Fabric’s primary use case is via fabfiles and the fab tool,
and this is reflected in much of the documentation. However, Fabric’s internals
are written in such a manner as to be easily used without
fab or fabfiles
at all – this document will show you how.
There’s really only a couple of considerations one must keep in mind, when
compared to writing a fabfile and using
fab to run it: how connections are
really made, and how disconnections occur.
We’ve documented how Fabric really connects to its hosts before, but it’s currently somewhat buried in the middle of the overall execution docs. Specifically, you’ll want to skip over to the Connections section and read it real quick. (You should really give that entire document a once-over, but it’s not absolutely required.)
As that section mentions, the key is simply that ~fabric.operations.run,
~fabric.operations.sudo and the other operations only look in one place when
connecting: env.host_string. All of the other mechanisms
for setting hosts are interpreted by the
fab tool when it runs, and don’t
matter when running as a library.
That said, most use cases where you want to marry a given task
X and a given list of hosts
Y can, as of Fabric 1.3, be handled with the ~fabric.tasks.execute function via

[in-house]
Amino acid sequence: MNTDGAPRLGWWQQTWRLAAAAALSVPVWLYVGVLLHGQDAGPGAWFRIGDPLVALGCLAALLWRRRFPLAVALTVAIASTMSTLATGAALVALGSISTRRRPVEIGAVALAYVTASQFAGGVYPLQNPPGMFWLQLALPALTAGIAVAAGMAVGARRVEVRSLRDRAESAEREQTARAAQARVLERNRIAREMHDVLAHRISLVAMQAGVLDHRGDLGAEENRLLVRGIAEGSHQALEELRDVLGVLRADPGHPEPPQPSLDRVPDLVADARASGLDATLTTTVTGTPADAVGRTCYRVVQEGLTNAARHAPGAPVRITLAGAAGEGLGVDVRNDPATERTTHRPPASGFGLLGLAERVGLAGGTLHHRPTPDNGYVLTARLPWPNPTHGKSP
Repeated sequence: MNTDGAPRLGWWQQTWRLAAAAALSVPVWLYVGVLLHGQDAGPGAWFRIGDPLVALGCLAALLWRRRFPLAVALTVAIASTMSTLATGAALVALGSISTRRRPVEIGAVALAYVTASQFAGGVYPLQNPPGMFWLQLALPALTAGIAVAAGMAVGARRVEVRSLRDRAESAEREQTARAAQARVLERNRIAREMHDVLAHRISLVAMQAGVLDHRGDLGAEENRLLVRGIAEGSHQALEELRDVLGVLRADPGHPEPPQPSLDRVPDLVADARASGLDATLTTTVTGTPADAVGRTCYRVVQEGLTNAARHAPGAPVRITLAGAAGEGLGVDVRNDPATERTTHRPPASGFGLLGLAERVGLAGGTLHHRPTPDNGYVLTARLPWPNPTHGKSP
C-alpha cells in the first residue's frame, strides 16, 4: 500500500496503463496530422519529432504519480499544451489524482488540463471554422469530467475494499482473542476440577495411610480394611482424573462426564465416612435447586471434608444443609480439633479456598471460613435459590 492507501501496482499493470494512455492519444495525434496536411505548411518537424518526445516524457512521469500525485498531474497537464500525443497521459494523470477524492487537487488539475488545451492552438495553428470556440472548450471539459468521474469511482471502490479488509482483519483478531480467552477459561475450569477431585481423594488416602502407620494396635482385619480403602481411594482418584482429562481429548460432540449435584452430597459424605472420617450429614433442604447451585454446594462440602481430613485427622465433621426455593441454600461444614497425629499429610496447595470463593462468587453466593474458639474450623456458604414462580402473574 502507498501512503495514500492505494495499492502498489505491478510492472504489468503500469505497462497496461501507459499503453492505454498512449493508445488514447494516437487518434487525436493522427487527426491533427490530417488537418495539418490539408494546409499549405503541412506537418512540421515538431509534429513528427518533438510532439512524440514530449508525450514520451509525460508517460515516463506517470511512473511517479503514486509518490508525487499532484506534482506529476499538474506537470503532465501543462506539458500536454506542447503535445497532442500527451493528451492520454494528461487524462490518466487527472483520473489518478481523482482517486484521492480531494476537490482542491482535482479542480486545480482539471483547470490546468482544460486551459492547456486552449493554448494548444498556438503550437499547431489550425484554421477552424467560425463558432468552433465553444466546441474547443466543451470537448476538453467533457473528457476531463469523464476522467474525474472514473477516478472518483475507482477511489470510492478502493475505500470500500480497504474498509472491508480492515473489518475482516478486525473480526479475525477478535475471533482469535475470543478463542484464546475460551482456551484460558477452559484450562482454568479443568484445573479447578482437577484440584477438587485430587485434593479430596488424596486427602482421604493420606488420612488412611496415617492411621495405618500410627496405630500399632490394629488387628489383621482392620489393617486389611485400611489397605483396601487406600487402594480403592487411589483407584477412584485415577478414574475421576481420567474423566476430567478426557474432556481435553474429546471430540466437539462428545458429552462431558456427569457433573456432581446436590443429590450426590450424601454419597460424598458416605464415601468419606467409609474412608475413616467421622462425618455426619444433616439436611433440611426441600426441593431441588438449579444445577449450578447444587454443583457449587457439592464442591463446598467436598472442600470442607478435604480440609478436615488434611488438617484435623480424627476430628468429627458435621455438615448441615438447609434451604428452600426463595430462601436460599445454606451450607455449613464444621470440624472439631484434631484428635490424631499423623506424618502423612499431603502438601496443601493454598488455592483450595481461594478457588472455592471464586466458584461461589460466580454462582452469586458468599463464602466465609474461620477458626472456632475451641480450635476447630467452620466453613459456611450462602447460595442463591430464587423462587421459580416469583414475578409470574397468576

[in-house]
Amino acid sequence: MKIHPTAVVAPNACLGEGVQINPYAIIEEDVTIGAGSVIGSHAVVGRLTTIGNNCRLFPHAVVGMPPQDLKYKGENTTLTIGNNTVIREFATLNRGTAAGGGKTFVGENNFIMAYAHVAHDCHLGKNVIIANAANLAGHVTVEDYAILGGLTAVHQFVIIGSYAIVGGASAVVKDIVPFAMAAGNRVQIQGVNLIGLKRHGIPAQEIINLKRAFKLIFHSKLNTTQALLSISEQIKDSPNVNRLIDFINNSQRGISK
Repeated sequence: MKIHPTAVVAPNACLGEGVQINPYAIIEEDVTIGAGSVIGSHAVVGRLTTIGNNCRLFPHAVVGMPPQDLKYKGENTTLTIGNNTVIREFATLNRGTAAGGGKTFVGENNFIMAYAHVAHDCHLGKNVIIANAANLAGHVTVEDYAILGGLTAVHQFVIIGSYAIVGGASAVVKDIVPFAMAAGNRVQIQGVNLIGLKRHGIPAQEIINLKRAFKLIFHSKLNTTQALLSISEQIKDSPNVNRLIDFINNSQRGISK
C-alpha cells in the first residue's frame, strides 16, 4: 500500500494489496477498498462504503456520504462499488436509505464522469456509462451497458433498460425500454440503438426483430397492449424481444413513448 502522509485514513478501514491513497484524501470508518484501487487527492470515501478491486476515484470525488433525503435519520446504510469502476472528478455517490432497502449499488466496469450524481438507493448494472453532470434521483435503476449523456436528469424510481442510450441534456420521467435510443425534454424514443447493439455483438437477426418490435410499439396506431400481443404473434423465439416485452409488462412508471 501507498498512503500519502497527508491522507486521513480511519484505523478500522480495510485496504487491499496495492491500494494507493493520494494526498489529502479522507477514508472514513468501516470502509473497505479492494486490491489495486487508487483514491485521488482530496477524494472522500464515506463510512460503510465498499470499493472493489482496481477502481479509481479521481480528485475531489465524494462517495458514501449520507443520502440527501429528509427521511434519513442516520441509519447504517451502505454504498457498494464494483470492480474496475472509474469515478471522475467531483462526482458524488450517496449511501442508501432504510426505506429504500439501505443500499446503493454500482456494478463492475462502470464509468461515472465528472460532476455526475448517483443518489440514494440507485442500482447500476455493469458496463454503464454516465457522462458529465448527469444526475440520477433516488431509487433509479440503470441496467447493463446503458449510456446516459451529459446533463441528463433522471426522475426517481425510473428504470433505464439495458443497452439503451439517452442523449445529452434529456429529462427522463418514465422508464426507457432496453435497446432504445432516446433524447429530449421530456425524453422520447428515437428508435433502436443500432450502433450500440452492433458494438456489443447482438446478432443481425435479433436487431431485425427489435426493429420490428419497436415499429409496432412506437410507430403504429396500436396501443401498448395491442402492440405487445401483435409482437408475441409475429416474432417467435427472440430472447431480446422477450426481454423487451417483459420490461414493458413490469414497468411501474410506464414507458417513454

execute(X, hosts=Y). Please see ~fabric.tasks.execute‘s documentation for details – manual host string manipulation should be rarely necessary.
The other main thing that
fab does for you is to disconnect from all hosts
at the end of a session; otherwise, Python will sit around forever waiting for
those network resources to be released.
Fabric 0.9.4 and newer have a function you can use to do this easily:
~fabric.network.disconnect_all. Simply make sure your code calls this when it
terminates (typically in the
finally clause of an outer
statement – lest errors in your code prevent disconnections from happening!)
and things ought to work pretty well.
If you’re on Fabric 0.9.3 or older, you can simply do this (
just adds a bit of nice output to this logic):
from fabric.state import connections for key in connections.keys(): connections[key].close() del connections[key]
This document is an early draft, and may not cover absolutely every difference
fab use and library use. However, the above should highlight the
largest stumbling blocks. When in doubt, note that in the Fabric source code,
fabric/main.py contains the bulk of the extra work done by
fab, and may
serve as a useful reference.